If I Had a Hammer

Read about this teenage author’s two volunteer trips to build homes for people in Tijuana, Mexico.


My family once visited a family in Tanzania whose house was made of cow dung. After our visit, my parents explained that to many people our own house would not only be unfamiliar, but would even seem like magic. For example, we drive up to our house in a car, push a button and a wall moves to allow us to drive inside. Or, we flip a switch and light chases away the darkness.

A year ago, my friend Jenny invited me to Mexico with her family on a church trip to build houses for the poor. I remembered the Tanzanian family in the dung hut, and how I resolved to make a difference in the world, so I accepted her invitation for this experiential travel opportunity. During spring break, we drove from the San Francisco area to Tijuana and found ourselves among the city’s poorest residents, building houses.

Basic Construction

Throughout the poverty-stricken city of Tijuana, many people live in houses of little more than scraps of plywood nailed together with a tarp draped across the top for a roof. Most consist of one or two small rooms, many without plumbing or electricity.  

Our group of about 80 volunteers was split into four teams with the goal of building four simple houses for families selected by Amor Ministries, a San Diego–based community service organization. Each team had an experienced captain to supervise building and teach inexperienced team members the basics, and a Spanish speaker to communicate with the resident families.

Building the houses was hard work. Amor Ministries has a policy of using only tools readily available to those we served—no power tools allowed. That meant everything was done by hand—from mixing cement to sawing lumber.  

Our own living conditions were basic—we brought our own tents and camped on a site that had previously been a gravel pit. Some of the volunteers stayed at the campsite during the day to cook meals for everyone. Each morning they served breakfast, provided sandwich materials so everyone could pack a lunch and every evening they served dinner.  

The houses we built were simple, pre-designed homes with no plumbing or electricity. Each house consisted of one large room with a cement slab floor, two windows, a door, a simple tar-and-shingle roof and a stucco exterior. The interior walls were left unfinished. Each house took four days to build.

Despite the hard work, or perhaps because of it, the experience meant a great deal to me, and I convinced my entire family to go on a house-building trip the following winter break.

Working With Families

My family chose to travel with Charity Anywhere, a Utah–based group that organizes building trips to Mexico and occasionally other locations, in addition to medical and dental projects in Ecuador and Peru. Though both trips I took had the same ideas in mind—building for the poor of Tijuana—the experiences I had with the two groups were very different.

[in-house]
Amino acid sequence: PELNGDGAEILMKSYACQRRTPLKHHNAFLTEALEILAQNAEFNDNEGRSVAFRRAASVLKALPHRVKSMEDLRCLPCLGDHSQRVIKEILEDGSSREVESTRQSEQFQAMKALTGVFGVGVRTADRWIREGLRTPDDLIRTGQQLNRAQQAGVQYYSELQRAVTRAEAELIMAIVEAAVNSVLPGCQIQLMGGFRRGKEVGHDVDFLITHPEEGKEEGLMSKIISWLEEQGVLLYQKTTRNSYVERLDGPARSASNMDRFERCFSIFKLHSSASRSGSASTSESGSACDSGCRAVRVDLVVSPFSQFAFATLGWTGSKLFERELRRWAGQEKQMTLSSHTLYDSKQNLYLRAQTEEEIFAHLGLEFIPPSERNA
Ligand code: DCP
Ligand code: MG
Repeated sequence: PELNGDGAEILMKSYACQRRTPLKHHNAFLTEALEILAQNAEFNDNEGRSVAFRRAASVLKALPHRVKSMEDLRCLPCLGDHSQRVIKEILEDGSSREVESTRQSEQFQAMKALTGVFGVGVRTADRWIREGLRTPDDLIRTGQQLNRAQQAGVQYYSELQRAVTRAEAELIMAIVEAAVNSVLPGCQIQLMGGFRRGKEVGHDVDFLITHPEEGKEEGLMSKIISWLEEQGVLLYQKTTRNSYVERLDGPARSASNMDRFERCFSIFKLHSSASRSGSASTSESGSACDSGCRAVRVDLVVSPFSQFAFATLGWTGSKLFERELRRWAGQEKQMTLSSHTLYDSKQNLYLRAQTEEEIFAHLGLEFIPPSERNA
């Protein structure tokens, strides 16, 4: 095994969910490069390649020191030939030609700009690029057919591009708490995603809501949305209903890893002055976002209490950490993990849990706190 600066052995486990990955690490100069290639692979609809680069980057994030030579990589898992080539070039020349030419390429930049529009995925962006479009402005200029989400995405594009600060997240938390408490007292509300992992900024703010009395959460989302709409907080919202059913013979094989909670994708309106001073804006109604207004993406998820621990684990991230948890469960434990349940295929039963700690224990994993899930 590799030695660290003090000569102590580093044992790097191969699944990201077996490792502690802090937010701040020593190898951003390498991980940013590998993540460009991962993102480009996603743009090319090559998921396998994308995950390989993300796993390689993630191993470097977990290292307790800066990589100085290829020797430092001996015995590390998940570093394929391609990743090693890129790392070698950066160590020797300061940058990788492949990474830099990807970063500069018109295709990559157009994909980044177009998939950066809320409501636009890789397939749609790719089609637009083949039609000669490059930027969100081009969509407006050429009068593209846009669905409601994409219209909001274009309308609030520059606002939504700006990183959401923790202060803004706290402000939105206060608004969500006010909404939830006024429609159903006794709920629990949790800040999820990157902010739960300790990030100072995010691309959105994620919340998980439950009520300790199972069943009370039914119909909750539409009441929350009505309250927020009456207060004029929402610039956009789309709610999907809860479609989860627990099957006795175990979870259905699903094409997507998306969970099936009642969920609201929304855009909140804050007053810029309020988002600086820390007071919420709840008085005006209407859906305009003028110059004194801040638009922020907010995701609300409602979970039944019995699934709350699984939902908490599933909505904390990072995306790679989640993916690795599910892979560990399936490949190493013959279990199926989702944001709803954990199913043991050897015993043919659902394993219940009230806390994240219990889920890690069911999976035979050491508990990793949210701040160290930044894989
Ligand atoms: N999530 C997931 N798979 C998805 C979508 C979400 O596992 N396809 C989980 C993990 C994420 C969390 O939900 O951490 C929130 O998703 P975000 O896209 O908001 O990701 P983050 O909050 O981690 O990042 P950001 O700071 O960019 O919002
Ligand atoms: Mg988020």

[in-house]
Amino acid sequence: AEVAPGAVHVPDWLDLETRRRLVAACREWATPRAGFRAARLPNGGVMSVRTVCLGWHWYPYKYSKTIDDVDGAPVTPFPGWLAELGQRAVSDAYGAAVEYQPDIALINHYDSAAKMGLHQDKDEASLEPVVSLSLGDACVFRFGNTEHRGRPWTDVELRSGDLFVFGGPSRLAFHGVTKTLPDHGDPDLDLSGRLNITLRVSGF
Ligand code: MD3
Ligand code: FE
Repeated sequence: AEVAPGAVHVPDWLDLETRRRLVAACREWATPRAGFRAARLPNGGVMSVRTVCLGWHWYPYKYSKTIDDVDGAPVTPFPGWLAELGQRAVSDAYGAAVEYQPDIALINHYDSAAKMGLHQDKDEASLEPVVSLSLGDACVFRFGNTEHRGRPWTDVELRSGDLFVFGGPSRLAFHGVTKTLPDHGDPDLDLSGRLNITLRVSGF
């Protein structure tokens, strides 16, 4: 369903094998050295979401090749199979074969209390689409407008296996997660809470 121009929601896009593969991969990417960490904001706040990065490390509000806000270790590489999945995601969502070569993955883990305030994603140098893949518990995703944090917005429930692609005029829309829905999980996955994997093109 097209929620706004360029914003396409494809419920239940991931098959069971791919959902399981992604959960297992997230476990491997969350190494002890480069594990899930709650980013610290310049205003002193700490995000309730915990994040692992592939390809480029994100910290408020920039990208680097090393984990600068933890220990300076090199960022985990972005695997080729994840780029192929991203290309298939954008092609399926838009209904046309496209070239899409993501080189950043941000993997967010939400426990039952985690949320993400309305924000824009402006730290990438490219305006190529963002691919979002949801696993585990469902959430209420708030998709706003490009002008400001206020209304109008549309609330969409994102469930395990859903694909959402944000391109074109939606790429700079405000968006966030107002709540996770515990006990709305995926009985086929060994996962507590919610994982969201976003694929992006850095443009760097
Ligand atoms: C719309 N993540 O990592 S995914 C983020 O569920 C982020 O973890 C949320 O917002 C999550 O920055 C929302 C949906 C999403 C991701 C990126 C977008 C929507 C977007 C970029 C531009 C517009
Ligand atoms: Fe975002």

With Charity Anywhere, instead of camping in tents, everyone stayed in unused rooms in a small hospital and brought their own sleeping gear so they could sleep on the floor. Instead of strictly building one-room stucco houses, each team of volunteers assisted according to the needs of the family they were helping, with an emphasis on improving existing structures where possible.

For example, my team tore down, rebuilt and insulated a room of a house because the mother of the family was bedridden and needed a warmer room to live in. Other teams repaired and replaced roofs and built housing units in a school for disabled children. Two teams built complete houses from the ground up. As a whole, around 80 volunteers, a mix of four families and college students, worked alongside the family members for whom the construction was benefiting.

Read Page 2 for Voluntourism Opportunities.

Voluntourism Opportunities

Volunteer travel opportunities, also known as voluntourism, have grown in recent years as people have gained awareness of world problems and have wanted to couple that awareness with travel. Do an online search for “volunteer travel” to find pages of search results of numerous organizations dedicated to these kinds of opportunities. Such trips can be as short as one week or as long as several months.

The two organizations I worked with charge about $100 per day, per person, for the experience to cover food and shelter for volunteers and pay for building materials. This is not typical, however. Habitat for Humanity trips, excluding airfare, average $140 to $170 per day, per person depending on location, and some organizations cost even more.

Though the construction was difficult work, it was well worth it when the families we helped thanked us for what we had done as they prepared to move into their new shelter. I enjoyed getting to know the Mexican family members we worked with.

It seemed impossible that a family could live a hut made of cow dung until I saw it. Likewise, before I went to Tijuana for the first time, it seemed impossible that gut-wrenching poverty could exist just south of the U.S. border. For those we served in Tijuana, perhaps having a roof over their heads provides a little magic. Being a small part of making a difference in their lives was magical for me. 

Destinations: Tijuana

Themes: Family Travel, Experiential Travel

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